JAKARTA: Natural Resources and Environment Minister Datuk Seri G Palanivel said Malaysia and Indonesia agreed to work together to find a permanent solution to the haze problem that affected the region.
“Malaysia has expressed the hope that government officials from both countries could work constantly in monitoring and checking the hot spots, especially during the dry season to prevent forest and peat fires which contribute to the haze problem.”
He told this to Malaysian journalists after meeting Indonesian Environment Minister Dr Balthasar Kambuaya, here yesterday.
The meeting with his Indonesian counterpart was cordial. Palanivel also handed to Balthasar a letter from Malaysian Prime Minister Datuk Seri Najib Tun Abdul Razak to Indonesian President Susilo Bambang Yudhoyono.
During the meeting, Palanivel informed Balthasar that Malaysia was ready to offer assistance to Indonesia in fighting the forest and peat fires particularly in central Sumatra, including sending fire-fighters and water bombers, and a cloud seeding team.
“We are actually very deeply concerned with the constant recurrence of this transboundary haze.
“The important thing is for us to cooperate with Indonesia. Any time there is a haze problem, we have to work together to solve the problem immediately. So, we need short-term and long-term solutions,” he said.
Palanivel said Malaysia looked forward to Indonesia’s cooperation and decisive actions, both long-term and short-term, in dealing with the situation, while Malaysia was ready to provide all forms technical assistance, including sending manpower, equipment, waters bombers and doing cloud seeding in central Sumatra or any other area in Indonesia.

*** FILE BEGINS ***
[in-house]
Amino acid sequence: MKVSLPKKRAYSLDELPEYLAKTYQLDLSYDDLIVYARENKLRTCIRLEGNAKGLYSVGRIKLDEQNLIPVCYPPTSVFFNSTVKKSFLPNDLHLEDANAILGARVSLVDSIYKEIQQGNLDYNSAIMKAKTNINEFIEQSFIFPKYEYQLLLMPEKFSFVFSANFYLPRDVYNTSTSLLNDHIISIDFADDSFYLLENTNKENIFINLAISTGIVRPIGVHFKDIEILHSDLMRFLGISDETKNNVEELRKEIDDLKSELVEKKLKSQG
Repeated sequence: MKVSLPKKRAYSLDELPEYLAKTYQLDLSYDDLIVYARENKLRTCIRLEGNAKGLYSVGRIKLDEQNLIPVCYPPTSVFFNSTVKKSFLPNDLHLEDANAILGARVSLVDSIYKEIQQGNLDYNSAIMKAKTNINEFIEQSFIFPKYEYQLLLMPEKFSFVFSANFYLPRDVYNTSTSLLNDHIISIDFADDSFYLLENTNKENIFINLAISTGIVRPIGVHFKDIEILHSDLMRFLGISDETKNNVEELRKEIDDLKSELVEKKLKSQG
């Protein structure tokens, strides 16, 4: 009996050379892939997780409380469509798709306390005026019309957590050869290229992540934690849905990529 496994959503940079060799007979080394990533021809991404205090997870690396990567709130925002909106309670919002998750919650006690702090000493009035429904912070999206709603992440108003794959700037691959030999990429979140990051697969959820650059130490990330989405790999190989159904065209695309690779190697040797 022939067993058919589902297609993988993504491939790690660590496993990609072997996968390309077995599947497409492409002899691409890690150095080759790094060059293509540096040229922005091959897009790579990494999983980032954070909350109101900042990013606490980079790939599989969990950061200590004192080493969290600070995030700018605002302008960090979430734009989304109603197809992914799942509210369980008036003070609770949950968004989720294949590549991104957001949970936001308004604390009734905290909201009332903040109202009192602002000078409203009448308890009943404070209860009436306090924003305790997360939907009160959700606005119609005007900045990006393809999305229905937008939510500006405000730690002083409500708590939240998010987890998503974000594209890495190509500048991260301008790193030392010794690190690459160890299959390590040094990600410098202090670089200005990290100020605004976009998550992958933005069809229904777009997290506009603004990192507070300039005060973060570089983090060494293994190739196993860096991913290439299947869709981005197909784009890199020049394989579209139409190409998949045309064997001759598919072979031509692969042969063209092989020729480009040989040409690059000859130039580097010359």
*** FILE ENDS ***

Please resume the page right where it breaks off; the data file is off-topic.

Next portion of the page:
He said the Indonesian minister had conditionally agreed to any form of technical assistance offered by Malaysia in fighting the fires.
“However, Balthasar said that he would discuss with his colleagues in the other relevant ministries such as the agriculture and forestry ministries to outline details of the assistance they would seek.”
On allegations that eight Malaysian companies were involved in open burning in their oil palm plantations in Riau, which were said to have caused the haze, severely affecting the air quality, Palanivel said only four of the said companies were from Malaysia and they had all denied any involvement in the activity.
The Malaysian companies, he said, practised zero burning in their replanting activity and that there was no replanting activity by these companies this year.
During the meeting, Balthasar also informed Palanivel that Indonesia had deployed 2,600 army personnel to Riau to fight the fires and to date, the disaster team had used 80 water bombs to douse the fires.
Both ministers agreed to meet regularly to discuss and find ways to permanently stop the problem, which has been happening every year. — Bernama